Allen Park — The macro news coming out of Chicago this week is the Bears might be on the move.
After years of rumblings and rumors, the team signed a purchase agreement for a 326-acre plot of land in Arlington Heights, a little more than 30 miles northwest of Soldier Field, the franchise’s home for nearly a century.
The official acquiring of the land the team bid on in June doesn’t assure the Bears are moving, but it holds the city’s feet to the fire to keep them downtown. Either way, it means a new stadium, replacing the NFL’s oldest and smallest venue.
That big-picture conversation seems so much more important than the micro happenings with the franchise, but there’s plenty to digest there, as well. Coach Matt Nagy, in his fourth year steering the ship, is seemingly holding on to his job by a thread as he weighs which of his three quarterbacks to start on Sunday.
The Detroit Lions, this week’s opponent, could conceivably be the dagger in Nagy’s coaching tenure. The division rival is preparing for each of Chicago’s quarterbacking possibilities as they search for coach Dan Campbell’s first victory after an 0-3 start.
In Chicago, fans had been clamoring for first-round draft pick Justin Fields to start, but after getting their first extended look in Sunday’s 26-6 thumping at the hands of the Cleveland Browns, it’s clear why Nagy wasn’t in a rush to put the youngster under center full-time.
Fields only got the start last week because veteran Andy Dalton suffered a knee injury in the team’s Week 2 win over the Cincinnati Bengals. Fields struggled after replacing Dalton in that game, completing just six of his 13 passes for 60 yards with an interception, but that paled in comparison to his struggles as a starter.
In the loss to the Browns, Fields had fewer completed passes (six) than times he was sacked (nine). He led the offense across midfield just twice in 11 possessions, with one of those drives aided by a 48-yard pass interference penalty. In total, the Bears averaged a historically bad 1.1 yards per offensive snap.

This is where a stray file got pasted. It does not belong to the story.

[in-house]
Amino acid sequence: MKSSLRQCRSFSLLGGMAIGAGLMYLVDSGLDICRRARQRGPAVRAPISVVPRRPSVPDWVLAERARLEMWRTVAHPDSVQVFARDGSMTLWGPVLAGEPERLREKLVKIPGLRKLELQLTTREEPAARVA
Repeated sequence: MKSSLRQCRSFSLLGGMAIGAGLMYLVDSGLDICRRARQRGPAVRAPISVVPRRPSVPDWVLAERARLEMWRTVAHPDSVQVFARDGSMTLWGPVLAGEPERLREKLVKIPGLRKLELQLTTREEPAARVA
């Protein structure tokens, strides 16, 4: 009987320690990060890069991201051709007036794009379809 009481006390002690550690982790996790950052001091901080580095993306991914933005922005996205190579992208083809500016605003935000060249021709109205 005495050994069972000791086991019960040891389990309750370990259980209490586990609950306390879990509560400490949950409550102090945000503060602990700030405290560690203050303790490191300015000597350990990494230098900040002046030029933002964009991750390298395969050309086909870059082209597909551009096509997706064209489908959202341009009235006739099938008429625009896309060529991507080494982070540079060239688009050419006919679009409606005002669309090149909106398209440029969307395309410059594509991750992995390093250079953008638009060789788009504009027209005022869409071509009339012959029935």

To add injury to insult, Fields suffered a hand injury in the game, although the X-rays came back negative. Both Dalton and Fields participated in practice on Wednesday, although it’s unclear if either will be cleared ahead of Sunday, particularly Dalton, who remains No. 1 on the team’s depth chart, according to Nagy.
And even if Dalton doesn’t get cleared while Fields does, it’s possible, with jobs on the line, Nagy turns to third-string quarterback and former Super Bowl MVP Nick Foles.
If his first season with Chicago after being acquired in an offseason trade from Jacksonville, Foles struggled, posting an 80.8 passer rating with eight interceptions in nine games (seven starts). That resulted in the moves to add Dalton and Fields this offseason.
Stylistically, each is a little different, adding to Detroit’s challenge a week after an impressive defensive outing against the high-octane Baltimore Ravens.
Dalton, an 11-year veteran, is more of a traditional pocket passer, operating primarily under center. Fields, a dual-threat option, was utilized more out of the shotgun in his starting debut, accentuating his threat to run on any snap. Foles also works out of the shotgun more frequently than Dalton and, according to Campbell, more heavily utilizes run-pass options.
In a way, it’s like the Lions are preparing for three different offenses heading into the matchup.
At first glance, it would appear Fields would be the optimal draw for the Lions. The team just showed the ability to effectively control the running element of the game’s best mobile quarterback in Lamar Jackson, and the rookie isn’t likely going to be able to iron out all of his early struggles put on display the past two weeks.
Still, Campbell noted he saw positive development from Fields as the game against Cleveland progressed.
“If anything, they’re going to try to do a little more of what they did in the second half with him,” Campbell said. “Look, he had some struggles early, but I would say there were signs of life at the end of that tape when you watch him. Now, maybe it wasn’t always the right read, but he’s pulling the trigger, he’s not waiting in the pocket, he’s trying to diagnose quicker, they’re getting him out on the perimeter. And so, there were some things to where, OK, they probably gathered some information on things that can help him. Those are the things we’ve got to be ready for.”
This isn’t new territory for the Lions, even this season. It’s similar to the opener, when the Lions knew the San Francisco 49ers would try to utilize both Jimmy Garoppolo and rookie Trey Lance at quarterback, a duo with similarly contrasting skill sets to Dalton and Fields. Even before the veteran went down, the Bears were sprinkling in snaps for the rookie.
“I think Dalton brings a little more variety, just on what he’s able to do, but we’ll be prepared for both,” Campbell said.
Lions at Bears
► Kickoff: 1 p.m. Sunday, Soldier Field, Chicago
► TV/radio: Fox/97.1
► Records: Lions 0-3; Bears 1-2
► Line: Bears by 3